Helping Nonprofit Leaders Transform Conflict

Leadership Coach and Mediator

“If when I die, the moment I’m dying, if I suffer that is all right, you know; that is suffering Buddha. No confusion in it. Maybe everyone will struggle because of the physical agony or spiritual agony, too. But that is all right, that is not a problem.” Shunrya Suzuki, Zen Mind, Beginner’s Mind.

Image courtesy to Robert Boni: Shunryu SuzukiBuddha of suffering.

I feel so relieved when I read this quote. There are just many Buddha’s, not just the peaceful one. Buddha of confusion. Buddha of stuckness. Buddha of anger and fear.

Being on a path of mindfulness and compassion doesn’t mean that we feel happy, peaceful, and open all the time. Even Thich Nhat Hanh writes about moments of anger and sadness in his life. Being on a path of mindfulness and compassion just means that: being mindful and compassionate of all that arises. Our sadness, our fear, our anger, our jealousy, our depression. Embracing all feelings with love and care, no discrimination. Using our experiences to really understand what it means to be a human being. “Oh, this is what anger looks like. This is how it feels in my body. These are the thoughts that come with it. These are the impulses that grab me.”

Usually we aren’t in this space of openness. We have an aversion to our unpleasant feelings. We want them to go away, and we will go to great lengths to get rid of them, yelling, slashing out, blaming included. Or, we have an attachment to our pleasant feelings. We want to be happy, peaceful, calm all the time, and we hate it when these feelings disappear. Or, we are deluded and ignorant of what’s going on inside us. We zap our time away, drink, drug, sugar coat our experience, or lose ourselves in mindless reading, talking, gaming, watching television.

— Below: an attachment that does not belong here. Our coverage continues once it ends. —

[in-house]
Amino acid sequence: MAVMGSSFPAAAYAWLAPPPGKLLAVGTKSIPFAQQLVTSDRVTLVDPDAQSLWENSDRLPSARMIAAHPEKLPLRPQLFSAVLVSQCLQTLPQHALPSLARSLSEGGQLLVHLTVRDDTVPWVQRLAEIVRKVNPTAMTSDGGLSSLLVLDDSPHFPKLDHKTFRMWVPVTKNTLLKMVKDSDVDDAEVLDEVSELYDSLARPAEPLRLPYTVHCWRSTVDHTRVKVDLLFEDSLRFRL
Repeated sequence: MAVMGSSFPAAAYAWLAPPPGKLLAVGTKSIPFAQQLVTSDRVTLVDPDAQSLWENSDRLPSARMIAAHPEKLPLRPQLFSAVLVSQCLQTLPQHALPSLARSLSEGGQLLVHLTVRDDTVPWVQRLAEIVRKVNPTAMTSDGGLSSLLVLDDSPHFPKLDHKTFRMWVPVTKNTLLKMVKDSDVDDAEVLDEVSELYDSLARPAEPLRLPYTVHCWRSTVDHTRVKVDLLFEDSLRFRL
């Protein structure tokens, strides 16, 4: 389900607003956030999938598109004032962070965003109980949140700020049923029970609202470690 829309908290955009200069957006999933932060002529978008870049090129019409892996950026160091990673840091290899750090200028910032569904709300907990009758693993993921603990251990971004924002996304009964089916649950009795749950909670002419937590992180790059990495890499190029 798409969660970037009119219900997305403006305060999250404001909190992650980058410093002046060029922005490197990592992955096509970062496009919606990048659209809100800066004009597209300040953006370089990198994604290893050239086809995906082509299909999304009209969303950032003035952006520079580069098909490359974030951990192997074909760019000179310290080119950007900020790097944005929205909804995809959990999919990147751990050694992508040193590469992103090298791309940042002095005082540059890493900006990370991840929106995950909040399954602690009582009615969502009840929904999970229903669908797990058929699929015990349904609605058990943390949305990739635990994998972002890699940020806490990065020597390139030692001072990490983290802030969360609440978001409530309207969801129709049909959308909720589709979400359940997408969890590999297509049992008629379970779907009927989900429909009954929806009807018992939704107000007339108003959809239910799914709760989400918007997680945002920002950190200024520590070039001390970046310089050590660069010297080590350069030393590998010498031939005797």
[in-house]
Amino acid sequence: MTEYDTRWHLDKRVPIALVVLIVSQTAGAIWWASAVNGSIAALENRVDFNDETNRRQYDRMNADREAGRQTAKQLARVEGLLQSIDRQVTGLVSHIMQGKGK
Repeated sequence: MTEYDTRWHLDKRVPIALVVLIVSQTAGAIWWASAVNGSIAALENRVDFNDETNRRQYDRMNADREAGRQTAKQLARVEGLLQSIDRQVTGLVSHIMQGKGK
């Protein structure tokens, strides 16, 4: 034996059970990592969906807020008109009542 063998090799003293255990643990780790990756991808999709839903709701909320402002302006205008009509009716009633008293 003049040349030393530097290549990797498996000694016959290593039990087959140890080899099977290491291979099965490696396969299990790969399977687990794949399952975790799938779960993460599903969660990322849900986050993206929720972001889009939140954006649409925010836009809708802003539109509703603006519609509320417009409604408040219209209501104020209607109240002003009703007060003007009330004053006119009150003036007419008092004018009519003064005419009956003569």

Aversion, attachment, delusion, the three causes of suffering according to Buddhism.

The less we can stand our feelings, the less able we are to connect with people and situations with openness. Instead of being penetrated by our feelings, and standing our discomfort, we look for a scapegoat, someone we can blame for our suffering. We want to make them wrong, hoping this will make our experience better. We are unable to observe clearly and truthfully, and start creating enemy images in our head.

If we want to connect to the reality of life, we better learn how to accept our feelings. Then we can separate our pain and suffering from the trigger, and look deeply into the causes of our suffering. We might have wrongful thinking. We might carry emotional trauma. We might have unmet needs. When we stand our feelings, we can see the causes of our suffering, and we can connect to the beautiful, precious, universal needs underneath our feelings. Then, and only then, can we make requests that enriches all life.


You want help to stand your feelings and connect more openly to life? Contact me 512-589-0482 to schedule a complimentary discovery session.

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